Every year, the future seems to become more and more a part of today. Now, robotic exoskeletons are on the verge of helping the paralyzed to walk. Not only can they return function to the human body, they will also be able to give us abilities the human body never had. What is on the horizon?
This man is completely paralyzed. He has no control over his legs and yet, we can see him walking again. Mark Pollock has been completely paralyzed for four years. He fell out of a second story window in 2010 and became a paraplegic. This new system from Ekso Bionics helps him move by outside stimulation that sends an electronic signal to his muscles. With the help of the exoskeleton aiding his movement, he is able to walk again.
This robotic exoskeleton is another model put out by Eksobionics. It lets the patient train the suit to mimic his or her own gait. It reacts to the user by simple movement. If the patient leans forward, it will take a step. If he leans back, the suit will sit down. If he leans forward from a sitting position, the suit will stand up. At first, the patient will start out training the suit with a walker. By progressing through the steps, the patient will graduate to crutches. For many patients, this all happens in just one day.
“Use the Force, Luke Mindwalker…” is not far from the truth here. This robotic exoskeleton uses your thoughts to operate. By hooking up your brain, you can ignore your own spinal cord (that may not work) and send your thoughts directly to the exoskeleton. This program is funded by the European Union and is tasked by several different countries. While it is in the initial stages, its future has several different directions it can go in thanks to the multi level cooperation.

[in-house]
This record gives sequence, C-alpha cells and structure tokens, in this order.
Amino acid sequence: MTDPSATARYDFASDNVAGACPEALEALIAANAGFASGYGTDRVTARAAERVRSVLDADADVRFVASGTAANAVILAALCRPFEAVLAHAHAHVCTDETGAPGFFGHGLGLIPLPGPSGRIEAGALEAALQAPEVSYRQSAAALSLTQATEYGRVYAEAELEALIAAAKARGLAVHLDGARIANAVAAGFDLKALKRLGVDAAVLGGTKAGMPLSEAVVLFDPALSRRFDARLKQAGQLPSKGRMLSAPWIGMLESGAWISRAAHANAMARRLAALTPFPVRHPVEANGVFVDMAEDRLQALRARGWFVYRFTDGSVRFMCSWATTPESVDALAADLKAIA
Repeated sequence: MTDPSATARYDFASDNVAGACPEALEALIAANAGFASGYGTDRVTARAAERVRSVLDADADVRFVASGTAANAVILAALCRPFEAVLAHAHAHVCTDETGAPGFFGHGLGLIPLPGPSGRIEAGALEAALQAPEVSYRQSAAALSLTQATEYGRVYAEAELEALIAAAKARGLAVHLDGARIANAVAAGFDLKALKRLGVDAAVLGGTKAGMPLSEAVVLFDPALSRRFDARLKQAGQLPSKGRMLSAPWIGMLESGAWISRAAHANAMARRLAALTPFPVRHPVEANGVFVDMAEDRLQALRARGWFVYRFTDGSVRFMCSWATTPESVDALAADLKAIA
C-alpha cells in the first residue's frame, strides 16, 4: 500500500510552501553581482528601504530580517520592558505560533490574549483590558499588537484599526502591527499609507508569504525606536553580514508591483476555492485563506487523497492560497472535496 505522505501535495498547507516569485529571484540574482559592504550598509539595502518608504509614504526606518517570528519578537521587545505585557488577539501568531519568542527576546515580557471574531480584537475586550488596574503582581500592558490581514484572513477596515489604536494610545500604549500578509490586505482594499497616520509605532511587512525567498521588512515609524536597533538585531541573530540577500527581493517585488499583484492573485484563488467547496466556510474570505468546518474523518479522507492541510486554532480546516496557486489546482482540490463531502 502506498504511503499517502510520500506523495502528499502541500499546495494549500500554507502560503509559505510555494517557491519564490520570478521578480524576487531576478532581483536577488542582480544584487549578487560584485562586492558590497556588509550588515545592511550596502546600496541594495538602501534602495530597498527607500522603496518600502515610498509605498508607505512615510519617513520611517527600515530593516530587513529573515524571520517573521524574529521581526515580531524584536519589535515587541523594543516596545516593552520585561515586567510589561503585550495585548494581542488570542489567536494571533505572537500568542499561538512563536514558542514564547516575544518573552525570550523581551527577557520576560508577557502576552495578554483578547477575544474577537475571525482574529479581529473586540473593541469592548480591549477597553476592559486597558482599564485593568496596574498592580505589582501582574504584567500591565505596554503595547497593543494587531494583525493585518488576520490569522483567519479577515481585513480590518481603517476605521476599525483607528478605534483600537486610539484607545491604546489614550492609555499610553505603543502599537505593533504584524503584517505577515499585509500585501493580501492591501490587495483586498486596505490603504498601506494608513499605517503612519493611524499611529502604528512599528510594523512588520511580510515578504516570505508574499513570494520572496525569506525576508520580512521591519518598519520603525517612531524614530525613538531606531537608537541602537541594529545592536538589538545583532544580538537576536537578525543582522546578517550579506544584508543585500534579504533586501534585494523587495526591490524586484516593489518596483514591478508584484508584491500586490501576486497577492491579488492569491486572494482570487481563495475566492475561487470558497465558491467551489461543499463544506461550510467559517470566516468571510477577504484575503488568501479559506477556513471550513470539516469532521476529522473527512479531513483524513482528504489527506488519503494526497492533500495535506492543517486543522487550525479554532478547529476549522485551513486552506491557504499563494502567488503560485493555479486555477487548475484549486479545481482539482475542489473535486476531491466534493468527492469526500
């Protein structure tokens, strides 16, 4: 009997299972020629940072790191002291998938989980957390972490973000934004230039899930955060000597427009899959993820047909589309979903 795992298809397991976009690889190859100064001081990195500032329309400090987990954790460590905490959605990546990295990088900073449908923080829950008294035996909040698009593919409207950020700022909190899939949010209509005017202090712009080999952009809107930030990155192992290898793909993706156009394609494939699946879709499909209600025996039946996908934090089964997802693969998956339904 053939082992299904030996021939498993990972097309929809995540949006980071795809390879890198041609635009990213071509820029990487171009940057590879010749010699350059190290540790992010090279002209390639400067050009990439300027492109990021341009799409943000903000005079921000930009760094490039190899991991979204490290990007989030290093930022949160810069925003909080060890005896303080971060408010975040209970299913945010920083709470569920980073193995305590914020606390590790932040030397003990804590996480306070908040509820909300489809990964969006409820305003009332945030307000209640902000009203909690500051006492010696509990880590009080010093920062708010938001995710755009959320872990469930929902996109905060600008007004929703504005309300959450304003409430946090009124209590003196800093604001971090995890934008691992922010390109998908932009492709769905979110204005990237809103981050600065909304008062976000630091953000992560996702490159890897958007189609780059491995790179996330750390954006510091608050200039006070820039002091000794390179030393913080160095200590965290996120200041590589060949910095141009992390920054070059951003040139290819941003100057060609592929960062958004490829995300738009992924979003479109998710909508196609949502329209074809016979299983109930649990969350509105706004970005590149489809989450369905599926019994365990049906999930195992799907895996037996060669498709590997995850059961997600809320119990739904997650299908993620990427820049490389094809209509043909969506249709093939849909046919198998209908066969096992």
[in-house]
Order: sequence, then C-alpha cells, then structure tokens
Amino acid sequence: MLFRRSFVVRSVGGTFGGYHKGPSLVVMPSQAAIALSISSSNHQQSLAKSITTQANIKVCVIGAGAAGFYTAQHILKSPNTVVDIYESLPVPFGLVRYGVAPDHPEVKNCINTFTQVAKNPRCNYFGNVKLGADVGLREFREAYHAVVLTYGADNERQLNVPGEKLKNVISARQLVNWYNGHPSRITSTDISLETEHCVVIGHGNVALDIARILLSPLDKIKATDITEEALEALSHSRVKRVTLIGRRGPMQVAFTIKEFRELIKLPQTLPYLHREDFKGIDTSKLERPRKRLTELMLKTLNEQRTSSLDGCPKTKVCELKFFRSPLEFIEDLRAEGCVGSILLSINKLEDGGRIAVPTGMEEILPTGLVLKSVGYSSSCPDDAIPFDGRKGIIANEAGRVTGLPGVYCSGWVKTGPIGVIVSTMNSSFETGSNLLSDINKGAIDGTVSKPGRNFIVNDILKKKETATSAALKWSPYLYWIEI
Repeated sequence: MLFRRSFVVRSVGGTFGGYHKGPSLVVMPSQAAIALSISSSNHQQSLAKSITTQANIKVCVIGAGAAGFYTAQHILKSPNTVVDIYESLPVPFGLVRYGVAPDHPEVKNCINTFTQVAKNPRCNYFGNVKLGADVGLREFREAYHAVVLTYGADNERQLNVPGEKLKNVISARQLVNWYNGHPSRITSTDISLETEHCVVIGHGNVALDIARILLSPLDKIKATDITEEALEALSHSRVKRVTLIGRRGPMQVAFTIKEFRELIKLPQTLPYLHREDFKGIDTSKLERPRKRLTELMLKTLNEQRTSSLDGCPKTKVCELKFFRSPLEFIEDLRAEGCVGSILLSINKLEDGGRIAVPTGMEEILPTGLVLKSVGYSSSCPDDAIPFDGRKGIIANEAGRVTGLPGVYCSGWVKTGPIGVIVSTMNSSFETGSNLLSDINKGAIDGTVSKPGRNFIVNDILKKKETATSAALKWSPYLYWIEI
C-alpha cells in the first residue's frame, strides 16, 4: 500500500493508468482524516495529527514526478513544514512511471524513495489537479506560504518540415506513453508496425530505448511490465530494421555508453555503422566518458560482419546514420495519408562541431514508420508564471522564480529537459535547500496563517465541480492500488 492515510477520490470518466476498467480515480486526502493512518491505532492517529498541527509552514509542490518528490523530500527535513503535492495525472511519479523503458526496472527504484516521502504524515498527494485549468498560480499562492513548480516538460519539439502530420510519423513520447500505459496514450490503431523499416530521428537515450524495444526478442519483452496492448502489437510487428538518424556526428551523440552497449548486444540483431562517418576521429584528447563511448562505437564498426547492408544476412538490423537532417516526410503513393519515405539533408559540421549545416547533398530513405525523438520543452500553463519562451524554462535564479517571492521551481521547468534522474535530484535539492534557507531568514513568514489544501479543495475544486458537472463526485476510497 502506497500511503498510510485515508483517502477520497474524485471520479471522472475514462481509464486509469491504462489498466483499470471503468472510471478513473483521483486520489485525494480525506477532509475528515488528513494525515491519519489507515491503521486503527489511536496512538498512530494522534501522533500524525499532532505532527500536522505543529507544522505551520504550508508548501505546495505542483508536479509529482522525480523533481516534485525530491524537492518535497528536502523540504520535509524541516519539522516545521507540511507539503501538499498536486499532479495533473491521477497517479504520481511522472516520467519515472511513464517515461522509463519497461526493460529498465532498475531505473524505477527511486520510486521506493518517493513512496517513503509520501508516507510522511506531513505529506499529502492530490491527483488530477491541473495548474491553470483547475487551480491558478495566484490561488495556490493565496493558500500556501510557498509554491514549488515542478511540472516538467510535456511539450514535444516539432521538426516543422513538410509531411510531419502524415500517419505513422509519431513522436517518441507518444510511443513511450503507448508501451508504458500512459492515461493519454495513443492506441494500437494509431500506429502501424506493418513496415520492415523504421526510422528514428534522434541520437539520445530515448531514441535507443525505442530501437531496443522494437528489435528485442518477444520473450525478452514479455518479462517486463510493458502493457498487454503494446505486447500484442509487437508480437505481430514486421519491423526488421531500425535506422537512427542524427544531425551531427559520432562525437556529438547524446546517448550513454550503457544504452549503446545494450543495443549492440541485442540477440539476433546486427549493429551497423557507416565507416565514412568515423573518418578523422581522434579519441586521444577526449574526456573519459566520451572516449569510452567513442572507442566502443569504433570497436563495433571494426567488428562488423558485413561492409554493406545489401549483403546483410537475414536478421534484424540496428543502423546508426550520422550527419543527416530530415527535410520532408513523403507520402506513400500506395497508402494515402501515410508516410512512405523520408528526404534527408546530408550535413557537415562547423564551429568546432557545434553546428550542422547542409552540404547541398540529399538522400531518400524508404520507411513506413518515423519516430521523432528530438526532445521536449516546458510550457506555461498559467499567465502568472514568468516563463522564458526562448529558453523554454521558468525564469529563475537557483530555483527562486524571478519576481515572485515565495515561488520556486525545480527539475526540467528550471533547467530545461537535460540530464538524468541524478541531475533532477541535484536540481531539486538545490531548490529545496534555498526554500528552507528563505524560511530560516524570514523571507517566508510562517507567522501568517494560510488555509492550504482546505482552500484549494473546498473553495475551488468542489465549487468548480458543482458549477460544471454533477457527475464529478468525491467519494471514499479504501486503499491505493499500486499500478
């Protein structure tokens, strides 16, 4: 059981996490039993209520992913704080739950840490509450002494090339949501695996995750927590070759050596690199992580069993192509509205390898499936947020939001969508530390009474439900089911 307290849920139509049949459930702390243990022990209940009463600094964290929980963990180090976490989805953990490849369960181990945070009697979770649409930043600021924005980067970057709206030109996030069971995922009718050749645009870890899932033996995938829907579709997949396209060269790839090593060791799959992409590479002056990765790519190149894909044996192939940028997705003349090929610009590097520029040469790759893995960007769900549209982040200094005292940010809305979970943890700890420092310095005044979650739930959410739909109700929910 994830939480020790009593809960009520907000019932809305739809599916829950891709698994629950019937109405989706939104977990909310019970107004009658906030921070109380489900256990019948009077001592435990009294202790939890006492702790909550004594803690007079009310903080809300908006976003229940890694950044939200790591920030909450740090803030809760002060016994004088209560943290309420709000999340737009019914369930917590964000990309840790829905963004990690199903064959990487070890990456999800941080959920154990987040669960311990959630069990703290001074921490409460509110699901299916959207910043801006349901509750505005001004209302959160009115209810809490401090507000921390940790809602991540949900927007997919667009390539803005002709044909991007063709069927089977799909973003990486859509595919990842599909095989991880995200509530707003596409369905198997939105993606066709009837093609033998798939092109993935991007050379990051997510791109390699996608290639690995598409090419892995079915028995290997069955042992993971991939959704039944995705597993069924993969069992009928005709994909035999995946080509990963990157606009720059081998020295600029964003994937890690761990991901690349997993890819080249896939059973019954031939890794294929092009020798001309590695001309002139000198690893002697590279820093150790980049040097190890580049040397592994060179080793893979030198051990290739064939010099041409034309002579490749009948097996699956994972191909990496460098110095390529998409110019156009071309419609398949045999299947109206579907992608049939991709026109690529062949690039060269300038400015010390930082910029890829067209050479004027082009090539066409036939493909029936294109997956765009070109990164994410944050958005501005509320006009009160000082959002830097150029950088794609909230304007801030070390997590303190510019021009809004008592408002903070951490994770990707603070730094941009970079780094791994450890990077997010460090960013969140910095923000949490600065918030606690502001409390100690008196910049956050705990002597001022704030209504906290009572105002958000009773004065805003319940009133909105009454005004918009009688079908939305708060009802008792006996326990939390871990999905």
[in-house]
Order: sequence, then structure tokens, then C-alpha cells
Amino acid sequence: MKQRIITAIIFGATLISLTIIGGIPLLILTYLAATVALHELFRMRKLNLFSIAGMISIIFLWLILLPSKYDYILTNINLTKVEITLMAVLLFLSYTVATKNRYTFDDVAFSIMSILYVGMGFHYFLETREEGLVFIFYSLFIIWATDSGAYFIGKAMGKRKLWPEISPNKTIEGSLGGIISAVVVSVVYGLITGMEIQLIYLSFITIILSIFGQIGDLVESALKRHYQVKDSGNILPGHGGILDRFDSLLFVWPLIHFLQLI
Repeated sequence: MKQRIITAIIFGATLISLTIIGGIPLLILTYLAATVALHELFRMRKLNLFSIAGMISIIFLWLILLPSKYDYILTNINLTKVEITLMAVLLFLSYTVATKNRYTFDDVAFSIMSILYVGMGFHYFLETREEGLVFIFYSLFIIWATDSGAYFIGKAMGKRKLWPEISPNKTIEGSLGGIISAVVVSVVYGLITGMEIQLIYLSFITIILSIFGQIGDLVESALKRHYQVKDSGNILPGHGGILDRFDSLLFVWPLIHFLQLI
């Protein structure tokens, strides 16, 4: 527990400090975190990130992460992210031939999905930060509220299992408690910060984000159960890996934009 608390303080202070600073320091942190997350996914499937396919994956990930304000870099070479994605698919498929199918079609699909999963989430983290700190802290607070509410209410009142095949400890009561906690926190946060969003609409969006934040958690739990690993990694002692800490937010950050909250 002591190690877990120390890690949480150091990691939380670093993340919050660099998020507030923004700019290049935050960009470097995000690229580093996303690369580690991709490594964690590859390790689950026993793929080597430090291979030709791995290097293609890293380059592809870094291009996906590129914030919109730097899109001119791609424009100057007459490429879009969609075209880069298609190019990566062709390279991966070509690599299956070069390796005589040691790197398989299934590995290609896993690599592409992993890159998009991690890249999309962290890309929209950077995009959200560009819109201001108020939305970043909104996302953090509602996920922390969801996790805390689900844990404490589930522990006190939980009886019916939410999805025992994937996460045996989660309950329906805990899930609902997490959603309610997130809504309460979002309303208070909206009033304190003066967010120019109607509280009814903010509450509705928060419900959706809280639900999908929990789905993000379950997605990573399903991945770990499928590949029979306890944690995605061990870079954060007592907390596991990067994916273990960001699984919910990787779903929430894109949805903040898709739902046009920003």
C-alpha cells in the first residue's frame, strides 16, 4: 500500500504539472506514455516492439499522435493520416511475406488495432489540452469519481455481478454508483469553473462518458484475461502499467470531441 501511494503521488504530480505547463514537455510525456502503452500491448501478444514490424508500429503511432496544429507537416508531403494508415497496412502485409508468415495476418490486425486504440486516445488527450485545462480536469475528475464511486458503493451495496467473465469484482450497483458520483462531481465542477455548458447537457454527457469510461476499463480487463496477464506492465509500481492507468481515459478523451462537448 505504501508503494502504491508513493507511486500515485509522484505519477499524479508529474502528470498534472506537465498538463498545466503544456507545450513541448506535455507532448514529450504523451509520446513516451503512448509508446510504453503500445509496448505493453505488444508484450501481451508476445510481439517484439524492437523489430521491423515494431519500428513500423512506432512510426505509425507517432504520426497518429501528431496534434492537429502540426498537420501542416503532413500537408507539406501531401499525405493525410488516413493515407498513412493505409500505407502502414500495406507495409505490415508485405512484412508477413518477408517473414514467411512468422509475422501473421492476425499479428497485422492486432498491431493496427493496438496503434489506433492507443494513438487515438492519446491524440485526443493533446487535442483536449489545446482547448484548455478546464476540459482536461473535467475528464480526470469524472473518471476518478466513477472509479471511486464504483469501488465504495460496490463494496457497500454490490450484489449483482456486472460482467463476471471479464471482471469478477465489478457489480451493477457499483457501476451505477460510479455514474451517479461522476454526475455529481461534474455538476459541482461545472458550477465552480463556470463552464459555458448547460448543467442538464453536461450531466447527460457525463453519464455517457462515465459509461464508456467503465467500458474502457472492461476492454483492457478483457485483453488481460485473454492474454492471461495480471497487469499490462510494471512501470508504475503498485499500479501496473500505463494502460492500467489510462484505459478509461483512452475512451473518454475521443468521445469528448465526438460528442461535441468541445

Here, the intended patient can be a stroke victim. By working in time with a treadmill, the robotic exoskeleton syncs with the user to rehabilitate the weakened muscles to relearn how to walk again. P&S Mechanics, who developed the Walkbot, has even developed a pediatric version. This device can help patients with osteoarthritis, cerebral palsy, Muscular Dystrophy, Parkinson’s Disease, Multiple Sclorosis, sports injuries and even amputation. Hospitals in Korea have already begun helping patients regain their mobility.
The human user contributes much of the initial movement and strength but then the passive robotic exoskeleton takes over. Current models can help soldiers carry a hundred pound weight by re-distributing two-thirds of the weight away from the human user and using the strapped on seven pound exoskeleton to carry the major load. Under development in Australia, soldiers are able to carry heavy loads for much longer with less stress on their muscles.
Most devices are still in the experimental stage but are close to commercial manufacturing. Two problems are still being solved though the answers are quickly coming into place. In some cases, a lighter battery pack to speed up function is needed. Scientists are still in the slow and cumbersome phase. But, if you remember the backpack cell phones in the 80s and compare them to the pocket size communicators we have now, you know this is an easily solved situation.
The second hurdle is cost. Through lightweight manufacturing and smarter computer chips to help with the algorithms, the cost has been lowered to as little as $40,000. That’s not bad when compared to an ultra top end wheel chair that price tags around $10,000. The cost will come down even more once production increases to meet the demand once it hits the market.